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Saturday, 16 June 2012

21. Bonnie Doon Nursery

Nell and Bert in Bonnie Doon Nursery
Bert and Nell put all their energy into establishing a nursery. They raised seedlings to sell in Paddy's market each Friday, along with flowers and a few vegetables.. They did everything themselves - creating the products they could sell.

Bert in his shed with boxes of seedlings

Bert brought fruit boxes home from the market on Friday and turned them into seedling boxes.

The children were expected to help, particularly pricking out the seedlings, a task the older children hated, but Sylvia, the youngest, was happy to do.

The back of 98 Banksia St house with seedling beds

 It was relentless, demanding work.

Albert got a job at Bailey's Tannery, but was expected to help out after work and on weekends. He hated it and wanted to be out with his friends - and with girls.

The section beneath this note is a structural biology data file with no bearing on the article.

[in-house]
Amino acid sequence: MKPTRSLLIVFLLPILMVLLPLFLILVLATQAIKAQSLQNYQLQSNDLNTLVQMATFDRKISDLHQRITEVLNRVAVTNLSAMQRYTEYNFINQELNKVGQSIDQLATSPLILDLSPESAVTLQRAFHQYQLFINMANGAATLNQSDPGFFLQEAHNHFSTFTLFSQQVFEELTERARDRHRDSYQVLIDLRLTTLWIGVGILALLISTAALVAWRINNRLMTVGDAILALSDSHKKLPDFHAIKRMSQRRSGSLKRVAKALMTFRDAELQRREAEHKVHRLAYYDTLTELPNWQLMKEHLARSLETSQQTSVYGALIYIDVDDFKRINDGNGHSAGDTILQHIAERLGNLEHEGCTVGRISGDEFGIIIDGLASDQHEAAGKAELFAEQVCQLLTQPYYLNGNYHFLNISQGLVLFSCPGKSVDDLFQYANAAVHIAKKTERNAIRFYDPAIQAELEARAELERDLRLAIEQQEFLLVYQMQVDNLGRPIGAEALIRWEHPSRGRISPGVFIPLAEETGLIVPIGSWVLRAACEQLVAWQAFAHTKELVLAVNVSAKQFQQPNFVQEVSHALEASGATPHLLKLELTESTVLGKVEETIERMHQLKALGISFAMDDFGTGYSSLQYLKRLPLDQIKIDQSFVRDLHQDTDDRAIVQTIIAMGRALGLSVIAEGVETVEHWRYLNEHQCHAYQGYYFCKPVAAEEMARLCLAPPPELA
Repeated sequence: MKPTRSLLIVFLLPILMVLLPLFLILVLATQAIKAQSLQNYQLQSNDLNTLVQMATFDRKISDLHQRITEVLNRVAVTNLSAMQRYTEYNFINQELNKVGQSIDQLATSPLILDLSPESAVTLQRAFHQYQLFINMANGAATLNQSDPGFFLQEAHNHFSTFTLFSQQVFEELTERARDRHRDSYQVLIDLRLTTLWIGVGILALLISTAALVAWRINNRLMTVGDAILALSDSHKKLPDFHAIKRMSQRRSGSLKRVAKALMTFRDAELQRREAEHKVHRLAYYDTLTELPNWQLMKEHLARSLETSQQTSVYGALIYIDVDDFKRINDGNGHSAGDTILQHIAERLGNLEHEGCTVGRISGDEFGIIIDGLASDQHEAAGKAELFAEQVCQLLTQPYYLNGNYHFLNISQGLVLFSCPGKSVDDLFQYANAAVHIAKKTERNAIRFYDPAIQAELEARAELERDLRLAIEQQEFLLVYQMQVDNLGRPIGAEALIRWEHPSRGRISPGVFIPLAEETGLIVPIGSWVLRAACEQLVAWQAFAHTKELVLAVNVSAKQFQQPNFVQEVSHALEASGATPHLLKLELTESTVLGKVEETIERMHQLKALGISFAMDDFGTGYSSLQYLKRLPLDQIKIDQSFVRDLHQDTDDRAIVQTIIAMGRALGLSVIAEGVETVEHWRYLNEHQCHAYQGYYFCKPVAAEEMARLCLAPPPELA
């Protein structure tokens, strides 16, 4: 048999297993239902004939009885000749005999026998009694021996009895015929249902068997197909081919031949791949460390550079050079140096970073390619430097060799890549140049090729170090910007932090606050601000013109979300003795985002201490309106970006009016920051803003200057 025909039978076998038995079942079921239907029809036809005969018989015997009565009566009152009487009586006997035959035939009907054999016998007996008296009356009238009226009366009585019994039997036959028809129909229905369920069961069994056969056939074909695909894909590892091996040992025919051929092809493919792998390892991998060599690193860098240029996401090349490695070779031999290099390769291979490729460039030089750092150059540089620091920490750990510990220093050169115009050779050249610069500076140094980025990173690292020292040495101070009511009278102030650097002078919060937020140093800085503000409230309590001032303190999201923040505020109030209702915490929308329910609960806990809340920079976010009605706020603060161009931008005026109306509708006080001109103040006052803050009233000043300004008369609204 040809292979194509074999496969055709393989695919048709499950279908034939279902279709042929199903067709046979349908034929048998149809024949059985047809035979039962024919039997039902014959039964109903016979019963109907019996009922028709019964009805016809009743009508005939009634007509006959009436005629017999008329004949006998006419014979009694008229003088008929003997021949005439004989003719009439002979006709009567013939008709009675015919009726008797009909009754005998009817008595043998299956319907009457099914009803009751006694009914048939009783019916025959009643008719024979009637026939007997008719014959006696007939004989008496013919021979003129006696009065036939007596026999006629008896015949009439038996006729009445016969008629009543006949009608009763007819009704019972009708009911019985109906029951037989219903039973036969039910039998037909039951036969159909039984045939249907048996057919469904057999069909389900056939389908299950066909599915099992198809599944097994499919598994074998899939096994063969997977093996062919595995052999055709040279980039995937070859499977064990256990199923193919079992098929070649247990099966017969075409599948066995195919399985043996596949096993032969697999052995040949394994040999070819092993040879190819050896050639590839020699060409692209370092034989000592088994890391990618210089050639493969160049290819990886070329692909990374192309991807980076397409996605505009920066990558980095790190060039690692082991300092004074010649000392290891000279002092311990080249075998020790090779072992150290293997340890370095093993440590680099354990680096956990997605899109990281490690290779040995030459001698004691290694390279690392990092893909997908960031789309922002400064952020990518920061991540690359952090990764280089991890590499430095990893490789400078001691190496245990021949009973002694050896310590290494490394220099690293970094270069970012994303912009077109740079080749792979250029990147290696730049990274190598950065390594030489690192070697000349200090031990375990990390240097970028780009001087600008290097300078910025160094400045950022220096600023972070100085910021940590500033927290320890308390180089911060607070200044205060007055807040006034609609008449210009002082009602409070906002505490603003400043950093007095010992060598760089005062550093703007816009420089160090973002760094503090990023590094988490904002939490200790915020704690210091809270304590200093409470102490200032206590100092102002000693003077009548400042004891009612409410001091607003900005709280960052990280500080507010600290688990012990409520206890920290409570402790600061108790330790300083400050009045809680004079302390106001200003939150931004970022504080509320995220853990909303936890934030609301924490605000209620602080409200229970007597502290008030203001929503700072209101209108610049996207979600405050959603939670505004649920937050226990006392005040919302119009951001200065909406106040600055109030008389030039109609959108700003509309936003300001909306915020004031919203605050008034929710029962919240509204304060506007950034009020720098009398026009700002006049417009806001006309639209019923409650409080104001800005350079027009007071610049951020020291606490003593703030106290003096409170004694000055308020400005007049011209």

Bert and his dahlia crop

Grace worked in the nursery and also "went into service" as a domestic help to a family at Brighton-le-sands.

Bert was known to friends and others outside the family, as 'Ted', from his second name, Edward. Nell, his mother, sister and brothers, always called him Bert, and he had no trouble moving between the two. It was as if he kept his life in two compartments. The names rarely crossed over.


Bert needed a truck to get his products to market. He enjoyed driving and tinkering with the truck as much as he enjoyed the cultivation of plants.

He also loved and kept dogs, most bought in Paddy's Markets.

Albert and Grace with friend Tommy Meehan

 Albert and Grace joined the Methodist Church's Youth Group and made many friends. Albert went fishing and rabbiting with mates from work and also from the church group.

Albert fishing at Cronulla

Grace, Nell and Albert at Banksia St c. 1935

They were finding their feet in Australia and wanting their own lives and independence. They were also throwing off the constraints of the Great Depression.

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